Over the past 50 years, computer programming languages have made several significant advancements all focused on making a computer easier to use in a more human-readable format. If you wanted to learn programming in the early days you would have had to learn Assembly Language, a set of binary machine operation codes that instructed the microprocessor how to perform each step.
This white paper explores how the automation of operations such as quality inspection and metrology – previously reserved for larger companies with hefty budgets – has changed dramatically with the advent of collaborative robots.
Digitalization has changed our world as the internet and modern technology continue to shape the manufacturing industry. For example, the vision of Industry 4.0 shows that production systems and machines are required to be flexible and adapt with continuously changing manufactured products. That means production will be more individualized, flexible, and faster.
The role of metrology is shifting. This is especially true in modern industrial settings and for increasingly exacting applications. Once perceived as a necessary evil residing in the quality control department validating the integrity of finished parts and components, today metrology is viewed more as an enabling technology that truly adds value.
Before we can talk about reverse engineering as an application, it is important to understand how and why it has emerged as a critical metrology tool for manufacturers, and how it fits in the rapidly evolving digital workflow. Just a few years ago, the term ‘reverse engineering’ was associated more with industrial espionage, stealing designs, or product features from competitors. What has changed?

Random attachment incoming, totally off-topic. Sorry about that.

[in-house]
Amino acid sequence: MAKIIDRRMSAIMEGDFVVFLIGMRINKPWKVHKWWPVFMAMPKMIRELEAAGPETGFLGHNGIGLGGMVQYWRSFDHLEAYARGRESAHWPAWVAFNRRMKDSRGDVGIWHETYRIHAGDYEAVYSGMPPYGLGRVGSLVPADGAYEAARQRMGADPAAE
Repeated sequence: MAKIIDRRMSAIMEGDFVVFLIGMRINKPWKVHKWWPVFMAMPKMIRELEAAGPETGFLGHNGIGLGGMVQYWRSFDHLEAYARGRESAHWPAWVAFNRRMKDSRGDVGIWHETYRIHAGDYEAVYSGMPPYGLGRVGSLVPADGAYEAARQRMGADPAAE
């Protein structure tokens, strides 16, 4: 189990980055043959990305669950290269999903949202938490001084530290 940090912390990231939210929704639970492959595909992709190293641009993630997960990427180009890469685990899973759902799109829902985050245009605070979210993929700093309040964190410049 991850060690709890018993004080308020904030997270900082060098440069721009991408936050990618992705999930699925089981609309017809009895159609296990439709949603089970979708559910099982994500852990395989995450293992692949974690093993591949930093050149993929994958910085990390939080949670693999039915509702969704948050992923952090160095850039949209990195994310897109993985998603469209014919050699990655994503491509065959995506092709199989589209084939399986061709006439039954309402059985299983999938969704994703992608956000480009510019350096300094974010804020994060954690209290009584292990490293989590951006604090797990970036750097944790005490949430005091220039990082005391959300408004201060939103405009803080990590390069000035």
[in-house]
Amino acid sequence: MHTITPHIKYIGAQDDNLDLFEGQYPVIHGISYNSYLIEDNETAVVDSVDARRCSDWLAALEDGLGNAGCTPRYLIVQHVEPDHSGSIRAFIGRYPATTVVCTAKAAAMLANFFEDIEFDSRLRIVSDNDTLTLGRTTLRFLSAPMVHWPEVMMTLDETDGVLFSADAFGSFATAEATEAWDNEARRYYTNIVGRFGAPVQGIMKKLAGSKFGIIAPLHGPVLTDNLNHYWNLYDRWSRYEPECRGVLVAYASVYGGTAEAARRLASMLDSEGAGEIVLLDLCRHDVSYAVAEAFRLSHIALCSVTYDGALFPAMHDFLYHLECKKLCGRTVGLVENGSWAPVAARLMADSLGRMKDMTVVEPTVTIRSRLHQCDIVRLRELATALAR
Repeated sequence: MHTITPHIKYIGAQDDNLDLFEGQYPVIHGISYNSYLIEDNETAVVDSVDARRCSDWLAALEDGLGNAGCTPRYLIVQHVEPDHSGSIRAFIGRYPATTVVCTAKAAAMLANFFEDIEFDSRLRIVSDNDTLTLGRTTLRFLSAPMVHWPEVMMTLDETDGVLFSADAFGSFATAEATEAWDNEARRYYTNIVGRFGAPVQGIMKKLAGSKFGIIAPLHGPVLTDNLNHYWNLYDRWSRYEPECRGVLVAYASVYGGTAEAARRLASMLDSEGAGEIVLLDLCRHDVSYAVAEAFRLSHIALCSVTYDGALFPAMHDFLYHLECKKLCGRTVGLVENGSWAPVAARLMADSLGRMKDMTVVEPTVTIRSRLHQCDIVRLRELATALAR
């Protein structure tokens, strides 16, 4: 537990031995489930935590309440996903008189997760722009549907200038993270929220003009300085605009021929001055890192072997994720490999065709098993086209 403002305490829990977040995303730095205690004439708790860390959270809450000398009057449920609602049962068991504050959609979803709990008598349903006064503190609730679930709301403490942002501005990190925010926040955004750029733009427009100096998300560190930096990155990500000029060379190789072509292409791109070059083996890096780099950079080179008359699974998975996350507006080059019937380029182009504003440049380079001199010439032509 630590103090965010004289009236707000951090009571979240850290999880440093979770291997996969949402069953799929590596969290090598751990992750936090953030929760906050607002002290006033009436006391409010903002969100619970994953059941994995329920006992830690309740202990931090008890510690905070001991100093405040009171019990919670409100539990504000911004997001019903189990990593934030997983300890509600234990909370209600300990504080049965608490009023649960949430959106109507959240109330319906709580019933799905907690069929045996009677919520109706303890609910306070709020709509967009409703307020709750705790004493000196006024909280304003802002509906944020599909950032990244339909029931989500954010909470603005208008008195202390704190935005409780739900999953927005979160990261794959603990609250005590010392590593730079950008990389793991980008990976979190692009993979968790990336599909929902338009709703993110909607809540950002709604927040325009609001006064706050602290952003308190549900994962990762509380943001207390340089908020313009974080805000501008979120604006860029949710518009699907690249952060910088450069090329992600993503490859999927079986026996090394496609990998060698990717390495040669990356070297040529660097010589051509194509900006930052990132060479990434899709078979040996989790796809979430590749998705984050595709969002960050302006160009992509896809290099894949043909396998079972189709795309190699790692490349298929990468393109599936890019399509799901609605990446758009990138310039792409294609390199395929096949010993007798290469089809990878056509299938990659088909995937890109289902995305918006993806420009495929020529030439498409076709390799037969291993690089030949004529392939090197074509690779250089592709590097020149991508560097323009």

Even in a normal year, achieving high levels of quality is no small feat; it's a daily challenge that requires buy-in from everyone. This year, as COVID-19 wreaked havoc on supply chains, worker safety and consumer demand, maintaining high levels of quality became a nearly superhuman feat.
It seems that everyone is interested in noncontact gaging these days. Laser scanners, structured light, confocal chromatic sensors, and CCD cameras have all made significant advances in the last decade, leaving us to wonder if this century old technology is still useful today.
On Demand In this webinar, experts will outline key issues with conventional metrology systems and introduce an innovative high-speed non-contact multipurpose measurement platform that will help the quality needs of advanced manufacturing.
On Demand In this webinar, experts will explore an innovative, high-speed, non-contact technology that enables three-dimensional accuracy across all data points in a digital twin and contrast this technology with traditional measurement methods such as a CMM.